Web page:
‘Shut up!’ Miga shouted back, and the woman, now few meters away turned around to see who had spoken. She stared at the dark curiously. No, not curiously. She was scared. Nervous. She clutched for her bag and felt around in it, looking for her phone. She couldn’t find it. Panic set in. Miga could see her clearly, a gift he had, along with the curse. He could see as clearly in the night as he could in daylight. He could see the hairs on her hand stand up, bumpy.

‘Who’s there?’ She trembled. ‘I’m calling the police if you keep following me!’ She pretended she had her phone to her ear. ‘It’s dialing…’ She informed.

Miga wanted to laugh. He was not the best and the most efficient silencer for no reason. He was one of the cursed ones. The ones death has touched but deemed unworthy as yet to reap. He was bound to Earth in a way no souls were. His freedom would come from assuring death in the reaping of those with little value. He was getting rid of some of the scum he had a hand in creating. Miga was a Terra Reaper, bestowed with all mighty powers of fabulous hearing, piercing sight, strength of ten people combined, and a shield of immortality that stamped his skin like a branding on a cattle. Miga could not die. Pain he’d feel, but death, well, death wasn’t really his bosom buddy.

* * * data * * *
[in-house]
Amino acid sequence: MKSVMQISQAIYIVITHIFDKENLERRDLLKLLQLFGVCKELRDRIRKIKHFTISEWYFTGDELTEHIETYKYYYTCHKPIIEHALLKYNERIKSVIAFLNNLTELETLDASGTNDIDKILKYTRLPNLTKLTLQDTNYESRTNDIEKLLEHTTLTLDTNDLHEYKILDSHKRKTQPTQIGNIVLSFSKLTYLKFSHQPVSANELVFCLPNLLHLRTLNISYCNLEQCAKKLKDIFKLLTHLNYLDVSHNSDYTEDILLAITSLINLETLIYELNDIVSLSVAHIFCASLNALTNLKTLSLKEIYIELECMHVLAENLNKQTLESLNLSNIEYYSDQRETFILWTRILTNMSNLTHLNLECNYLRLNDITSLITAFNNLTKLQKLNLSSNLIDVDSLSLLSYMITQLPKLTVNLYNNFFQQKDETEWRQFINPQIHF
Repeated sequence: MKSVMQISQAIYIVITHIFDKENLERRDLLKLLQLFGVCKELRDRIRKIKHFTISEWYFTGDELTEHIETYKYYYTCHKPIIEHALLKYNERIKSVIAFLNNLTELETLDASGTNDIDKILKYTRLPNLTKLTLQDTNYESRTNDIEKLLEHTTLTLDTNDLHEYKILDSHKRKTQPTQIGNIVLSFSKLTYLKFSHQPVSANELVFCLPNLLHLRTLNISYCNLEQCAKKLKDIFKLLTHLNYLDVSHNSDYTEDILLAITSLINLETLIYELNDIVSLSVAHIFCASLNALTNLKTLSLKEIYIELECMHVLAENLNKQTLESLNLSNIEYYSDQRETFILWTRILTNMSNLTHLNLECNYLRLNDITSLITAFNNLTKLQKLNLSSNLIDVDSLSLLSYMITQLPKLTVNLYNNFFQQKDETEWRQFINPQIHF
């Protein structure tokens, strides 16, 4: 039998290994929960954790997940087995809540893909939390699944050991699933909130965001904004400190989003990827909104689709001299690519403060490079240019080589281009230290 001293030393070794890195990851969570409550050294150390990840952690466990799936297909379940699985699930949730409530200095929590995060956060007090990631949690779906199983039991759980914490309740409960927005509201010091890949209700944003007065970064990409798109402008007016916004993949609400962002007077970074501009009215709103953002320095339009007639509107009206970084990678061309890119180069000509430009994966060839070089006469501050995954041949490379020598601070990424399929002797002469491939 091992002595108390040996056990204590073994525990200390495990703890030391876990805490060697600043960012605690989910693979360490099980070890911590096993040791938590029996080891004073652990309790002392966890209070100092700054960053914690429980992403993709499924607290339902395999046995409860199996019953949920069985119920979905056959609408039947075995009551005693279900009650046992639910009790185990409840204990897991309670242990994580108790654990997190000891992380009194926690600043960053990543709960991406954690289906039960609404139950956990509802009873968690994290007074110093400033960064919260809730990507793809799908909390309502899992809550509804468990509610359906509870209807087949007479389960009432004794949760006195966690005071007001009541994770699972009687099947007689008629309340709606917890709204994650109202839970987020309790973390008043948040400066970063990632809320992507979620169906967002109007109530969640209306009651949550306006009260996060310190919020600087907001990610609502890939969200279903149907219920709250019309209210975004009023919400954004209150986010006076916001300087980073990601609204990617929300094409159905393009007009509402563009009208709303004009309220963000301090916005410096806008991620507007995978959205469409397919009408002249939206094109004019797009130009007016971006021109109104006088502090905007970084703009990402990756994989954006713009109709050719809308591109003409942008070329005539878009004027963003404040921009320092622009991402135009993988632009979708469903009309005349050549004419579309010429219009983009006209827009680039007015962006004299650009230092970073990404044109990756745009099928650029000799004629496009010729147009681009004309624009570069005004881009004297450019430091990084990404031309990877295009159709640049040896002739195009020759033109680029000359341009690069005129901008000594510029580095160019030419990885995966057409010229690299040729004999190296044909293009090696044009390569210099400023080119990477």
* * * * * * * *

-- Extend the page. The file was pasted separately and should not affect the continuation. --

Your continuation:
‘Look at her, Miga, she look dark to you?’

Miga stayed quiet and stepped through the wall of water towards the woman. Sometimes he liked knowing he put the fear of God in people. He could see it on her face, the terror, the confusion, and then the fear as she clearly saw something walk through the curtain, and yet, no one stood in front of her. She staggered backwards. Her heels catching on the wet asphalt, and she fell, smack on her bottom.

‘Esme Shah?’ He asked, his disembodied voice always added to the terror. He saw her shrink back, astonished and scared. She nodded slightly, scanning the space above her. That was another thing Miga enjoyed. Mortal humans couldn’t see him at night. He was a shadow himself, and shadows don’t have a presence without light.